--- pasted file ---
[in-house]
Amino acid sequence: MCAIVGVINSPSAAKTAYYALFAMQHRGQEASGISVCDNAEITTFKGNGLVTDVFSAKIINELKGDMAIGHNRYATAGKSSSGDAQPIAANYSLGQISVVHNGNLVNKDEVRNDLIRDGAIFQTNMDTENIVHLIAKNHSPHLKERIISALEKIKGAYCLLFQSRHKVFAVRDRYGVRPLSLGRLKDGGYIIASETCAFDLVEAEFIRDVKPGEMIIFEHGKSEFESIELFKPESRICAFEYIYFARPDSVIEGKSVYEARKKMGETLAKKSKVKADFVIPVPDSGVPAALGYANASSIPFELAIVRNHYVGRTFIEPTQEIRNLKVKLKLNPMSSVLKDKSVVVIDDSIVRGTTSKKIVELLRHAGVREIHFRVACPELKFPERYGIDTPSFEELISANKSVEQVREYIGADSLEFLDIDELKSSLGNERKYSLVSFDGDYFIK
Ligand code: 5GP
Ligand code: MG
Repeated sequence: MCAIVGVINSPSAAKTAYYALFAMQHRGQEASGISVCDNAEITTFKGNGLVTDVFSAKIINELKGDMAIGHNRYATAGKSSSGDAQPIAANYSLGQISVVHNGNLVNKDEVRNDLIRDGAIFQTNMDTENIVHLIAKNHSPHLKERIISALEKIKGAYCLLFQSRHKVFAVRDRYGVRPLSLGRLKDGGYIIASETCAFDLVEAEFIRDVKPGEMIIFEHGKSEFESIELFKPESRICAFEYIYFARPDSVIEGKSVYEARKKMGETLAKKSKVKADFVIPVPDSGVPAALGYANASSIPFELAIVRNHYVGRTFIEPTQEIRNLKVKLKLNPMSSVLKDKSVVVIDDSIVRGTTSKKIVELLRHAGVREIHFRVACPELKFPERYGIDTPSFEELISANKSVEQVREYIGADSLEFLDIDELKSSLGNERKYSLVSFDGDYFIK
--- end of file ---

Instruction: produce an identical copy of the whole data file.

[in-house]
Amino acid sequence: MCAIVGVINSPSAAKTAYYALFAMQHRGQEASGISVCDNAEITTFKGNGLVTDVFSAKIINELKGDMAIGHNRYATAGKSSSGDAQPIAANYSLGQISVVHNGNLVNKDEVRNDLIRDGAIFQTNMDTENIVHLIAKNHSPHLKERIISALEKIKGAYCLLFQSRHKVFAVRDRYGVRPLSLGRLKDGGYIIASETCAFDLVEAEFIRDVKPGEMIIFEHGKSEFESIELFKPESRICAFEYIYFARPDSVIEGKSVYEARKKMGETLAKKSKVKADFVIPVPDSGVPAALGYANASSIPFELAIVRNHYVGRTFIEPTQEIRNLKVKLKLNPMSSVLKDKSVVVIDDSIVRGTTSKKIVELLRHAGVREIHFRVACPELKFPERYGIDTPSFEELISANKSVEQVREYIGADSLEFLDIDELKSSLGNERKYSLVSFDGDYFIK
Ligand code: 5GP
Ligand code: MG
Repeated sequence: MCAIVGVINSPSAAKTAYYALFAMQHRGQEASGISVCDNAEITTFKGNGLVTDVFSAKIINELKGDMAIGHNRYATAGKSSSGDAQPIAANYSLGQISVVHNGNLVNKDEVRNDLIRDGAIFQTNMDTENIVHLIAKNHSPHLKERIISALEKIKGAYCLLFQSRHKVFAVRDRYGVRPLSLGRLKDGGYIIASETCAFDLVEAEFIRDVKPGEMIIFEHGKSEFESIELFKPESRICAFEYIYFARPDSVIEGKSVYEARKKMGETLAKKSKVKADFVIPVPDSGVPAALGYANASSIPFELAIVRNHYVGRTFIEPTQEIRNLKVKLKLNPMSSVLKDKSVVVIDDSIVRGTTSKKIVELLRHAGVREIHFRVACPELKFPERYGIDTPSFEELISANKSVEQVREYIGADSLEFLDIDELKSSLGNERKYSLVSFDGDYFIK